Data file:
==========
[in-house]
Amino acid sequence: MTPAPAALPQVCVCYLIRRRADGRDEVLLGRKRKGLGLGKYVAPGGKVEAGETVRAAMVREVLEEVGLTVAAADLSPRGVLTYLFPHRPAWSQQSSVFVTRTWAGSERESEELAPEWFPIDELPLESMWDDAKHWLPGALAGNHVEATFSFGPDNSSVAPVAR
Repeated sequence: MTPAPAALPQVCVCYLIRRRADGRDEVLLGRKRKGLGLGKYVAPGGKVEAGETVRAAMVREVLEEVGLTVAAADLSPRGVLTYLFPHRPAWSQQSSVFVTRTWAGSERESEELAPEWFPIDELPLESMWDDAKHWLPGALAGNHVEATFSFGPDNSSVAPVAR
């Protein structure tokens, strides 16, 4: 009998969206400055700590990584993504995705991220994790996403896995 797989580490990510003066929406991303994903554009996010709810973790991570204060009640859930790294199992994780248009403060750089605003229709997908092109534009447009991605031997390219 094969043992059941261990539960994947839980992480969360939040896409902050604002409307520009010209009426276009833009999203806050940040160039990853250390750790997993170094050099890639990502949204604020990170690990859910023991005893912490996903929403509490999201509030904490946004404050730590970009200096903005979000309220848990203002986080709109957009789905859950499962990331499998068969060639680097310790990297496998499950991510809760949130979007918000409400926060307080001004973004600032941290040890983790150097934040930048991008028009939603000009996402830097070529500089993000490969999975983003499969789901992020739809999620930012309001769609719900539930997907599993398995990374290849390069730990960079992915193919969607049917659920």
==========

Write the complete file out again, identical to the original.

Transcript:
[in-house]
Amino acid sequence: MTPAPAALPQVCVCYLIRRRADGRDEVLLGRKRKGLGLGKYVAPGGKVEAGETVRAAMVREVLEEVGLTVAAADLSPRGVLTYLFPHRPAWSQQSSVFVTRTWAGSERESEELAPEWFPIDELPLESMWDDAKHWLPGALAGNHVEATFSFGPDNSSVAPVAR
Repeated sequence: MTPAPAALPQVCVCYLIRRRADGRDEVLLGRKRKGLGLGKYVAPGGKVEAGETVRAAMVREVLEEVGLTVAAADLSPRGVLTYLFPHRPAWSQQSSVFVTRTWAGSERESEELAPEWFPIDELPLESMWDDAKHWLPGALAGNHVEATFSFGPDNSSVAPVAR
């Protein structure tokens, strides 16, 4: 009998969206400055700590990584993504995705991220994790996403896995 797989580490990510003066929406991303994903554009996010709810973790991570204060009640859930790294199992994780248009403060750089605003229709997908092109534009447009991605031997390219 094969043992059941261990539960994947839980992480969360939040896409902050604002409307520009010209009426276009833009999203806050940040160039990853250390750790997993170094050099890639990502949204604020990170690990859910023991005893912490996903929403509490999201509030904490946004404050730590970009200096903005979000309220848990203002986080709109957009789905859950499962990331499998068969060639680097310790990297496998499950991510809760949130979007918000409400926060307080001004973004600032941290040890983790150097934040930048991008028009939603000009996402830097070529500089993000490969999975983003499969789901992020739809999620930012309001769609719900539930997907599993398995990374290849390069730990960079992915193919969607049917659920």